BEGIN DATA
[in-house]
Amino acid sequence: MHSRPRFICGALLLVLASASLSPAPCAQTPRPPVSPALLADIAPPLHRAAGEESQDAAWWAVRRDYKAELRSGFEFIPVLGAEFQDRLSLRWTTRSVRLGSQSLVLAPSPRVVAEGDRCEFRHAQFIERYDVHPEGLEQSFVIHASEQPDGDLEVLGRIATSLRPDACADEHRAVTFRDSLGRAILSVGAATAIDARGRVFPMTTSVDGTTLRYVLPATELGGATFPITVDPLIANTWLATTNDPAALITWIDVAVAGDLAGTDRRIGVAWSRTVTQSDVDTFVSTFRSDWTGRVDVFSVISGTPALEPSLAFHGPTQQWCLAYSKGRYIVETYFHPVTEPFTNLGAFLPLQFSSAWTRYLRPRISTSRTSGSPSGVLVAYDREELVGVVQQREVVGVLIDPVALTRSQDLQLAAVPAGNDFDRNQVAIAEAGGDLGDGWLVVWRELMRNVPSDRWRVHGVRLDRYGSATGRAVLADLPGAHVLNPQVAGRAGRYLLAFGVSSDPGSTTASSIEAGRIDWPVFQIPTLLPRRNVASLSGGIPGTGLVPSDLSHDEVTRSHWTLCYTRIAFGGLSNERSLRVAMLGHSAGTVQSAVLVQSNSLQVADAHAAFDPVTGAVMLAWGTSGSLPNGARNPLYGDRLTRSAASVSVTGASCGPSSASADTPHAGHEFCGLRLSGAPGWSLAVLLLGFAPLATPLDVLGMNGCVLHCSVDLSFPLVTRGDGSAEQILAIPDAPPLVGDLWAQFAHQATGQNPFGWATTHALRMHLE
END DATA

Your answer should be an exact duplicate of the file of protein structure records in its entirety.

[in-house]
Amino acid sequence: MHSRPRFICGALLLVLASASLSPAPCAQTPRPPVSPALLADIAPPLHRAAGEESQDAAWWAVRRDYKAELRSGFEFIPVLGAEFQDRLSLRWTTRSVRLGSQSLVLAPSPRVVAEGDRCEFRHAQFIERYDVHPEGLEQSFVIHASEQPDGDLEVLGRIATSLRPDACADEHRAVTFRDSLGRAILSVGAATAIDARGRVFPMTTSVDGTTLRYVLPATELGGATFPITVDPLIANTWLATTNDPAALITWIDVAVAGDLAGTDRRIGVAWSRTVTQSDVDTFVSTFRSDWTGRVDVFSVISGTPALEPSLAFHGPTQQWCLAYSKGRYIVETYFHPVTEPFTNLGAFLPLQFSSAWTRYLRPRISTSRTSGSPSGVLVAYDREELVGVVQQREVVGVLIDPVALTRSQDLQLAAVPAGNDFDRNQVAIAEAGGDLGDGWLVVWRELMRNVPSDRWRVHGVRLDRYGSATGRAVLADLPGAHVLNPQVAGRAGRYLLAFGVSSDPGSTTASSIEAGRIDWPVFQIPTLLPRRNVASLSGGIPGTGLVPSDLSHDEVTRSHWTLCYTRIAFGGLSNERSLRVAMLGHSAGTVQSAVLVQSNSLQVADAHAAFDPVTGAVMLAWGTSGSLPNGARNPLYGDRLTRSAASVSVTGASCGPSSASADTPHAGHEFCGLRLSGAPGWSLAVLLLGFAPLATPLDVLGMNGCVLHCSVDLSFPLVTRGDGSAEQILAIPDAPPLVGDLWAQFAHQATGQNPFGWATTHALRMHLE